For anyone joining the tour at Oxenholme, we can carry your luggage in the vehicle and drop you off at your accommodation in Windermere, Bowness or Ambleside. At the end of the tour we can take anyone who wishes back to Oxenholme to catch the mainline train towards London or Glasgow/Edinburgh.
PLEASE NOTE: Although this trip is over several days there is no accommodation included. You will need to arrange and book this yourself. Our pickup points each day are Windermere, Bowness and Ambleside. All three towns have a large amount of hotels and guest houses to choose from.
We start our weekend journey by traveling to Hawkshead where William Wordsworth went to school. As well as having a tour of the Grammar School we will take a look at some of the places in the area that he knew as a boy and see some of the places he mentions in "The Prelude". As a boy he would explore the area and we will visit some of the places that were his favourites spots.
Today we travel to the North Lakes and visit Cockermouth, where William was born. We will take a tour of the home where he was born as well as seeing some other places in the town that he knew as a child.
On our travels today we will also stop off at some of the places that other friends and contemporaries of Wordsworth, such as Coleridge, Southey, Shelley, de Quincey and Calvert lived when in the Lakes.
We will stop at a lovely 17th century coaching inn that has links to the Poets, where you will be able to purchase lunch.
On our final day we will spend the time near to Grasmere
Our first visit will be to Dove Cottage where William setup home with his sister Dorothy and many say is the place where he wrote his finest poetry. We will take a guided tour around the cottage. As work will still be ongoing in the redevelopment of the museum we cannot guarantee that the museum attached to the cottage will be open. If it is then we will visit that too!
We will then move on to Grasmere where we will take a tour of the village visiting many of the places he would have known as well as seeing two other properties where he lived for short periods of time. We will also get to see William Wordsworth's grave along with many others from his family such as Dorothy, his sister, and Dora, his beloved daughter.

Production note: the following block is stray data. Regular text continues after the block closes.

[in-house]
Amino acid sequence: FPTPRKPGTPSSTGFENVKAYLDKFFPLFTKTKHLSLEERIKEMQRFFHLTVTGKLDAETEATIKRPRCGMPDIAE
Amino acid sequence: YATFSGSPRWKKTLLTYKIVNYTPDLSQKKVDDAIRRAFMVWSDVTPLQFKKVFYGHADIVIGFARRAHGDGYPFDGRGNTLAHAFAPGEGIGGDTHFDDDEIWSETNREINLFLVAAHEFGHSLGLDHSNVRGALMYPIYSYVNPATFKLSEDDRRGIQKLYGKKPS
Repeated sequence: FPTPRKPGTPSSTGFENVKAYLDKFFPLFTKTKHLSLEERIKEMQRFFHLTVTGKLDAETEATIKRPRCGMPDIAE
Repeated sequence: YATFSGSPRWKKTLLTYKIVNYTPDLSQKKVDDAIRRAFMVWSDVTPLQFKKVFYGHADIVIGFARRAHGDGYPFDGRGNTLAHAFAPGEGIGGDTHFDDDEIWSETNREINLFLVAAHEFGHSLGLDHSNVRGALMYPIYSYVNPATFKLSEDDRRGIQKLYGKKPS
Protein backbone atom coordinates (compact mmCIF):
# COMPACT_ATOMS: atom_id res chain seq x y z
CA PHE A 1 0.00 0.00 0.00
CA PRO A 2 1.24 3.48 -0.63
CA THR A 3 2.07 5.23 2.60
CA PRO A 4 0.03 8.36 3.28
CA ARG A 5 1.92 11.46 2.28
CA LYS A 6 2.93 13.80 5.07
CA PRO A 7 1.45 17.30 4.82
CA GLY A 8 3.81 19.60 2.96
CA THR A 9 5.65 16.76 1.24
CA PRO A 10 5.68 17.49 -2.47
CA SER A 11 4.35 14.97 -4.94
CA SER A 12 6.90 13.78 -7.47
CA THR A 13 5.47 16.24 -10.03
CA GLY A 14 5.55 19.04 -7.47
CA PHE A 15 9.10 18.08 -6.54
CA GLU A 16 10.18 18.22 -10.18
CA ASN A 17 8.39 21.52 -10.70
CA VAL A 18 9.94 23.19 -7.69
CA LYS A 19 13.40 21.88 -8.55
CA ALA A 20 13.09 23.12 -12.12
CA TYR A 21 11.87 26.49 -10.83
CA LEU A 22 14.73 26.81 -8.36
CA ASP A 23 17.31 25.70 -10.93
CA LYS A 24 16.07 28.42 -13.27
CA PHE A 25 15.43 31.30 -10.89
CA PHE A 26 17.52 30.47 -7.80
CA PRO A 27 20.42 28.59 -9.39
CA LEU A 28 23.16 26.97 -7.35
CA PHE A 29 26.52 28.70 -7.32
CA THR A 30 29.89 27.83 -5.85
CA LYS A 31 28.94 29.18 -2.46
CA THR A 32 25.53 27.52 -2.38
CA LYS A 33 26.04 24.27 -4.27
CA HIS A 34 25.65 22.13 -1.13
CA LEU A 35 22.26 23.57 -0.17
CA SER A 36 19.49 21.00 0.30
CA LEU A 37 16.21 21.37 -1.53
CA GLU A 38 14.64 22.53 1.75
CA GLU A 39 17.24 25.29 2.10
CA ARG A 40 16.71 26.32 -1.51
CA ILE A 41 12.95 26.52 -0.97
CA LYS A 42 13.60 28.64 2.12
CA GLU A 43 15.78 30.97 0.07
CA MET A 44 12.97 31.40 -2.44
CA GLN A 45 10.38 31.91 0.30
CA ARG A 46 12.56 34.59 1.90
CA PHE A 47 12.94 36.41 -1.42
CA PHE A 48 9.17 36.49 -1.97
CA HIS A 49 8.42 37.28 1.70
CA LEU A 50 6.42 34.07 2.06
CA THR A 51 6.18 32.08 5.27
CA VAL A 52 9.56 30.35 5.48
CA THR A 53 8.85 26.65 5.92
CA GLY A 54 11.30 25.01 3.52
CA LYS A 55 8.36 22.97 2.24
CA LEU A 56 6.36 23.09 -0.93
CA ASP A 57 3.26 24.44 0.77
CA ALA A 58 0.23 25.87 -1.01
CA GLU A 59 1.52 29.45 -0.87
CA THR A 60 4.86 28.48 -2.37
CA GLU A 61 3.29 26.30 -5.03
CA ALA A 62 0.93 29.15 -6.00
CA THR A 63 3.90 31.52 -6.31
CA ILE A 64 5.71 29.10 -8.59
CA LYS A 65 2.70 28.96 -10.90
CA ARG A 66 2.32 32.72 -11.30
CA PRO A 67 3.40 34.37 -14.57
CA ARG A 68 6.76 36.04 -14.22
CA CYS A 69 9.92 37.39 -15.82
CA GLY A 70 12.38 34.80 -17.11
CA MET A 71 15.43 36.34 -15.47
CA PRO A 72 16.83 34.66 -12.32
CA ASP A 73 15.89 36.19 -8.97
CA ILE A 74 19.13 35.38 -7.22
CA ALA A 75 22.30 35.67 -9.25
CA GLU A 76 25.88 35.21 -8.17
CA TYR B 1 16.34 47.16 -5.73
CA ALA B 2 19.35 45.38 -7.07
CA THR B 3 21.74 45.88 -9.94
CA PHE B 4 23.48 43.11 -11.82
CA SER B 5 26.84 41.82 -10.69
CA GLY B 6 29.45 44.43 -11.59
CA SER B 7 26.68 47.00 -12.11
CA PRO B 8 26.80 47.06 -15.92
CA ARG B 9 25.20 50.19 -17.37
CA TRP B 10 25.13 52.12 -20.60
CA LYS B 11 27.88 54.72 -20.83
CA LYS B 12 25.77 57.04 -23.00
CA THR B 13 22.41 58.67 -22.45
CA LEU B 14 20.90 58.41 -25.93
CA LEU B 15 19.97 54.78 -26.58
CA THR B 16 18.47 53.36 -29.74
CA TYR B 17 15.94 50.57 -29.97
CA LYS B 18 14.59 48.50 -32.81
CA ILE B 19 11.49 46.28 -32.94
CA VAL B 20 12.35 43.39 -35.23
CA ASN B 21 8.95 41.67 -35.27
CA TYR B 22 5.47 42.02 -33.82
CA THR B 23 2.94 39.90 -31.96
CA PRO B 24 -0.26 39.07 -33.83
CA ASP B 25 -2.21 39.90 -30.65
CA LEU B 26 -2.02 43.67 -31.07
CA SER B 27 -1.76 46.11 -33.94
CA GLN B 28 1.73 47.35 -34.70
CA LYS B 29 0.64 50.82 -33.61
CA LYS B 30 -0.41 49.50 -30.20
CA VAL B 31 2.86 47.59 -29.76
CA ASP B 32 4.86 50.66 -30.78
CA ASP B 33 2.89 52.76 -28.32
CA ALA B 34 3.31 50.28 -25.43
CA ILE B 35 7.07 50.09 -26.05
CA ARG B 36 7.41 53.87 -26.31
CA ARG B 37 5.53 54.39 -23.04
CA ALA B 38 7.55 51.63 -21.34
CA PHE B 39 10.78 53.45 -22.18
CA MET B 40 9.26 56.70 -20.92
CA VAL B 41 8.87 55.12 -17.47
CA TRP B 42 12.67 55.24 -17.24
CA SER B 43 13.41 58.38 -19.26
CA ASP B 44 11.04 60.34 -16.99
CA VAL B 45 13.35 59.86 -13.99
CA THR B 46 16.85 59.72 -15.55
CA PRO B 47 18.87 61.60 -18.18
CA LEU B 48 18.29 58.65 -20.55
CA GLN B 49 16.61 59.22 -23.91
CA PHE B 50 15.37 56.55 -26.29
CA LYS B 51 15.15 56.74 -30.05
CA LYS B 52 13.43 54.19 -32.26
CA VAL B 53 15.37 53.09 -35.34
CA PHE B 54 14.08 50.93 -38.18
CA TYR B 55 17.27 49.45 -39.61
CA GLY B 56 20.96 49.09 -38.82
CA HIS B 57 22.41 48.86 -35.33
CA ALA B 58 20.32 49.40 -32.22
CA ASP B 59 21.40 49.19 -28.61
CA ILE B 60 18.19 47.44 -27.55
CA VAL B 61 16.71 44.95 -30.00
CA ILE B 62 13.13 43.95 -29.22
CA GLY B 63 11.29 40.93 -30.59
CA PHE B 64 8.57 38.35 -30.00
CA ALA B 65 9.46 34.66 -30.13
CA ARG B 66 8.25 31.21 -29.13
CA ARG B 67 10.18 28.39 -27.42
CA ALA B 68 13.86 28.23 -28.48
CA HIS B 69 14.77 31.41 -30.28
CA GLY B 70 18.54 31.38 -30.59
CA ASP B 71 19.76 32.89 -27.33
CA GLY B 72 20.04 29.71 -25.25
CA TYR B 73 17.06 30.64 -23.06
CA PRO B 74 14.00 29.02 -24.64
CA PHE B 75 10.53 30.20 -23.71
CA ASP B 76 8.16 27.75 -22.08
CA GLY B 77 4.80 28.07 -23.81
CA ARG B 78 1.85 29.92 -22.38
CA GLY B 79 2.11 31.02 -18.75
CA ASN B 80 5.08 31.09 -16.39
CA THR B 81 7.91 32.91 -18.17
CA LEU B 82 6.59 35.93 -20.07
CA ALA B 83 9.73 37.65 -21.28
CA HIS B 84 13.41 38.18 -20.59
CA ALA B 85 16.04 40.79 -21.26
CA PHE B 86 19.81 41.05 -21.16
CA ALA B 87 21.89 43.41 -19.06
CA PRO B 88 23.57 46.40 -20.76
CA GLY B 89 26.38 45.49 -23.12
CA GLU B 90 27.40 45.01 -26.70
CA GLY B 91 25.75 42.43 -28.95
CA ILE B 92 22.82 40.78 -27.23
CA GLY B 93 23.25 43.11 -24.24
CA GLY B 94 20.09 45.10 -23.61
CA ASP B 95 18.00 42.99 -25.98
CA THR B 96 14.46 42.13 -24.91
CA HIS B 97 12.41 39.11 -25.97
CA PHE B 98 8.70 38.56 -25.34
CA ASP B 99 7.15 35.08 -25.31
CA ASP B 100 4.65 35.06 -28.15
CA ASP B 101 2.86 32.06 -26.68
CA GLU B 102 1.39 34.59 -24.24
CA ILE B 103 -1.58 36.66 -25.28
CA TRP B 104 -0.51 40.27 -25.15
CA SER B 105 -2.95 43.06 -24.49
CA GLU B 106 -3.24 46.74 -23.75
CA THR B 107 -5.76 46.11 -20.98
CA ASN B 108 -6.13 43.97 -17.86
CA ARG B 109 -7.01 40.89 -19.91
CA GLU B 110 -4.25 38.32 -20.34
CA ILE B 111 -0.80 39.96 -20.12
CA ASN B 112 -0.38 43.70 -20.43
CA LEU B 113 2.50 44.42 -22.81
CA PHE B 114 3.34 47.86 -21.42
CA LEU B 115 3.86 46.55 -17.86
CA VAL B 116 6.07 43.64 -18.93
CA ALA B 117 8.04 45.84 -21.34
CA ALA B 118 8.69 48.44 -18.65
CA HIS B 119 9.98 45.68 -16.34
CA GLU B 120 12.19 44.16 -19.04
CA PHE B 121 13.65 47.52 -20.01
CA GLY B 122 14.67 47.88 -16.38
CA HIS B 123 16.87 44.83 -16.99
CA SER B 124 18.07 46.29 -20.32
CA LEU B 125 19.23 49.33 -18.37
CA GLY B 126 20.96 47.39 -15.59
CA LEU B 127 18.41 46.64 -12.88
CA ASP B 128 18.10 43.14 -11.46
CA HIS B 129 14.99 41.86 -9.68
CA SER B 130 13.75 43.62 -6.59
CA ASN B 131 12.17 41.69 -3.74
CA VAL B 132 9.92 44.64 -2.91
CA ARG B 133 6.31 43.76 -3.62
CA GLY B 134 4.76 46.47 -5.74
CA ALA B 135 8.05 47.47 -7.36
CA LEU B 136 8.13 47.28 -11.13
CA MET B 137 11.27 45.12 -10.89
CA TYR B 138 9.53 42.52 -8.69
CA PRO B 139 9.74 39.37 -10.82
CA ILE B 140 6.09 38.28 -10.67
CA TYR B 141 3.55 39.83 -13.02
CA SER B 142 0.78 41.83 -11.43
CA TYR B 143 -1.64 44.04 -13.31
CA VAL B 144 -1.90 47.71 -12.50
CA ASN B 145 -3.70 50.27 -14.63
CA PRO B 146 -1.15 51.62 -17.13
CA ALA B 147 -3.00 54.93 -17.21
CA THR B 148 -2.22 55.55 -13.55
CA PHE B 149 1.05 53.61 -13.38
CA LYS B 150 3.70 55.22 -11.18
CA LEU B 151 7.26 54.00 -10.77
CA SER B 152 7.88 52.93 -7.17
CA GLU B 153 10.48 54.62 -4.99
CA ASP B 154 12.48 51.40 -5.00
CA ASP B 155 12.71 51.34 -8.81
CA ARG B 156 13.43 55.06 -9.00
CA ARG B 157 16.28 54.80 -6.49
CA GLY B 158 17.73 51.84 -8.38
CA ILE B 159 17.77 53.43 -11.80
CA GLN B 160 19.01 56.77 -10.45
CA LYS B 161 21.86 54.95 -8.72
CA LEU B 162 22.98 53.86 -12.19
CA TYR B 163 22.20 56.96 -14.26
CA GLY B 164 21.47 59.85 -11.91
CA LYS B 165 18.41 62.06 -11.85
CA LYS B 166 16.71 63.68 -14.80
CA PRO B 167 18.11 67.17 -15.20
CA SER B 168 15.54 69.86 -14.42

Grasmere will also be our lunch stop.
Having explored Grasmere and its many lovely locations we move on to Rydal. Here we will take a look at some of the places he used to regularly visit before finally arriving at Rydal Mount where we will exclusively have a Cream Tea in Wordsworth's own dining room!
Entrance to Wordsworth House is included in this tour.
William Wordsworth and his sister Dorothy were born in this attractive Georgian house on Cockermouth High Street. The house is presented to visitors as it would have looked in the 1770s when the pair lived here with their parents and three brothers.
The house was built in 1690 by William Bird, and it initially housed agents of wealthy local landowners. Around 1740 it was purchased by the Sheriff of Cumberland, Joshua Lucock, who remodelled it in Georgian style with sash windows, wooden panelling, and a neo-classical entrance porch.
William Wordsworth was born here in 1770 to a lawyer named John Wordsworth, and his wife Ann. John Wordsworth served as an agent for Sir James Lowther, who owned the house, and Lowther allowed the family to live here without rent. Detailed records kept by John Wordsworth give a fascinating glimpse into the Wordsworth's lifestyle and that of his employer. John Wordsworth died in 1783, and the family were forced to leave. The children were sent to live with relatives.
The house passed through numerous hands until 1937, when the owner, Dr Edward Ellis, agreed to sell the property to Cumberland Motor Services, who planned to tear down the Georgian house and erect a bus garage. Local groups became alarmed at the prospect of losing the house. They raised 1,625 pounds to purchase the property and granted it to the National Trust.